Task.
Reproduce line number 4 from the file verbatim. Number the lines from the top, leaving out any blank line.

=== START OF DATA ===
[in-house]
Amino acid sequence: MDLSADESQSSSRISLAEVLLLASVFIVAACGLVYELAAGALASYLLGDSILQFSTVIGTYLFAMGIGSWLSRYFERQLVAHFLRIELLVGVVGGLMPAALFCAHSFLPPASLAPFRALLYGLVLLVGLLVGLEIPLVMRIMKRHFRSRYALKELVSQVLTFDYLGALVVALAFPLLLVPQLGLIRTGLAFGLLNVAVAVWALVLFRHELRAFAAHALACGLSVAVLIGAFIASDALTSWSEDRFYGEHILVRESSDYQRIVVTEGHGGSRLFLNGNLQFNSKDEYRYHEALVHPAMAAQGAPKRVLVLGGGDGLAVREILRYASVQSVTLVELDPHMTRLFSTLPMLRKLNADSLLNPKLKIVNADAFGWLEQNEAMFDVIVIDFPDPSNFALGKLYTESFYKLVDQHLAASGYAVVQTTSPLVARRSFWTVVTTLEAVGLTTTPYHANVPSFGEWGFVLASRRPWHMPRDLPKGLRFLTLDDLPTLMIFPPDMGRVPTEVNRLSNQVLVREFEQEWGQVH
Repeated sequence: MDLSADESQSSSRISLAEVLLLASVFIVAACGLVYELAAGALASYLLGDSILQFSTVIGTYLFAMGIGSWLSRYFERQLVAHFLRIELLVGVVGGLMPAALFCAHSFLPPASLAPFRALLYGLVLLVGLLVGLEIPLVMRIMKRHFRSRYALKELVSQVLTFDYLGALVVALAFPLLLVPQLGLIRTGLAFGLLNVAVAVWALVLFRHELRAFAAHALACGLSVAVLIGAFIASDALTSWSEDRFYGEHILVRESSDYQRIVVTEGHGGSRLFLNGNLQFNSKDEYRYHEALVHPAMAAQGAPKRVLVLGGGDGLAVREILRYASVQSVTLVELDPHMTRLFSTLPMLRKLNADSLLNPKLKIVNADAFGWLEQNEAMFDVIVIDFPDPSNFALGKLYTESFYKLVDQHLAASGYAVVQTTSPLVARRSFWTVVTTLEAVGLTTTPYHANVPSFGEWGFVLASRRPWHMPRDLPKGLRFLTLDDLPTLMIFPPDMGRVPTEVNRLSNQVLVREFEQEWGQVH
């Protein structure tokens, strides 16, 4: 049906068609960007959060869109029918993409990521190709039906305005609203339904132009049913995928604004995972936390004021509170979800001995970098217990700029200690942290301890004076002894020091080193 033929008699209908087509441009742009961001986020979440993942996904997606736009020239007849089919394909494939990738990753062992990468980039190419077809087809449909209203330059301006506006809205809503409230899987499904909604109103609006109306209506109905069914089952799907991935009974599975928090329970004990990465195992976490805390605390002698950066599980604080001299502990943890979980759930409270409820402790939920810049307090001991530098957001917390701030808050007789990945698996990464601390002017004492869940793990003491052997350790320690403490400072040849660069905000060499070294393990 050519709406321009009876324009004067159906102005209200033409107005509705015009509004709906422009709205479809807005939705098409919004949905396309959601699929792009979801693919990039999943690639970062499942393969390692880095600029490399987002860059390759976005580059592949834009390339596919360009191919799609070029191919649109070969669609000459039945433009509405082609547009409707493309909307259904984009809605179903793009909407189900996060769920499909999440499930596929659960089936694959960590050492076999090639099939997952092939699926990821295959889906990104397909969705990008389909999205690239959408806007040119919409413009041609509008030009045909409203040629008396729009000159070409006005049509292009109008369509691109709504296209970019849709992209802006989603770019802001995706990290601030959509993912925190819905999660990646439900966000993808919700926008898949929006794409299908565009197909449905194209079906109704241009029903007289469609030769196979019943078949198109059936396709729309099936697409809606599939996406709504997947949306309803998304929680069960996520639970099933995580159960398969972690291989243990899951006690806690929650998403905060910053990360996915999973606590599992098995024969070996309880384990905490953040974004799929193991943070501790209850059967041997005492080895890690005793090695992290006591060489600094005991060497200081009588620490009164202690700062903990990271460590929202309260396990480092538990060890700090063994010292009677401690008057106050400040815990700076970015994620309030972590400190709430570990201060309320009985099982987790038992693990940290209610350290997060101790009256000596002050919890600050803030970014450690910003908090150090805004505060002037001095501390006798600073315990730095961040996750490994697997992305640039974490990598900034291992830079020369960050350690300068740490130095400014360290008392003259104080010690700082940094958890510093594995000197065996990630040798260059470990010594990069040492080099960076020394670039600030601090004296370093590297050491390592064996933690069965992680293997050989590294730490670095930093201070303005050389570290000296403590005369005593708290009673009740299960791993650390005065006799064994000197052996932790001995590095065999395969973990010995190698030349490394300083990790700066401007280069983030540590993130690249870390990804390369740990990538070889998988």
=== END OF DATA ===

């Protein structure tokens, strides 16, 4: 049906068609960007959060869109029918993409990521190709039906305005609203339904132009049913995928604004995972936390004021509170979800001995970098217990700029200690942290301890004076002894020091080193 033929008699209908087509441009742009961001986020979440993942996904997606736009020239007849089919394909494939990738990753062992990468980039190419077809087809449909209203330059301006506006809205809503409230899987499904909604109103609006109306209506109905069914089952799907991935009974599975928090329970004990990465195992976490805390605390002698950066599980604080001299502990943890979980759930409270409820402790939920810049307090001991530098957001917390701030808050007789990945698996990464601390002017004492869940793990003491052997350790320690403490400072040849660069905000060499070294393990 050519709406321009009876324009004067159906102005209200033409107005509705015009509004709906422009709205479809807005939705098409919004949905396309959601699929792009979801693919990039999943690639970062499942393969390692880095600029490399987002860059390759976005580059592949834009390339596919360009191919799609070029191919649109070969669609000459039945433009509405082609547009409707493309909307259904984009809605179903793009909407189900996060769920499909999440499930596929659960089936694959960590050492076999090639099939997952092939699926990821295959889906990104397909969705990008389909999205690239959408806007040119919409413009041609509008030009045909409203040629008396729009000159070409006005049509292009109008369509691109709504296209970019849709992209802006989603770019802001995706990290601030959509993912925190819905999660990646439900966000993808919700926008898949929006794409299908565009197909449905194209079906109704241009029903007289469609030769196979019943078949198109059936396709729309099936697409809606599939996406709504997947949306309803998304929680069960996520639970099933995580159960398969972690291989243990899951006690806690929650998403905060910053990360996915999973606590599992098995024969070996309880384990905490953040974004799929193991943070501790209850059967041997005492080895890690005793090695992290006591060489600094005991060497200081009588620490009164202690700062903990990271460590929202309260396990480092538990060890700090063994010292009677401690008057106050400040815990700076970015994620309030972590400190709430570990201060309320009985099982987790038992693990940290209610350290997060101790009256000596002050919890600050803030970014450690910003908090150090805004505060002037001095501390006798600073315990730095961040996750490994697997992305640039974490990598900034291992830079020369960050350690300068740490130095400014360290008392003259104080010690700082940094958890510093594995000197065996990630040798260059470990010594990069040492080099960076020394670039600030601090004296370093590297050491390592064996933690069965992680293997050989590294730490670095930093201070303005050389570290000296403590005369005593708290009673009740299960791993650390005065006799064994000197052996932790001995590095065999395969973990010995190698030349490394300083990790700066401007280069983030540590993130690249870390990804390369740990990538070889998988």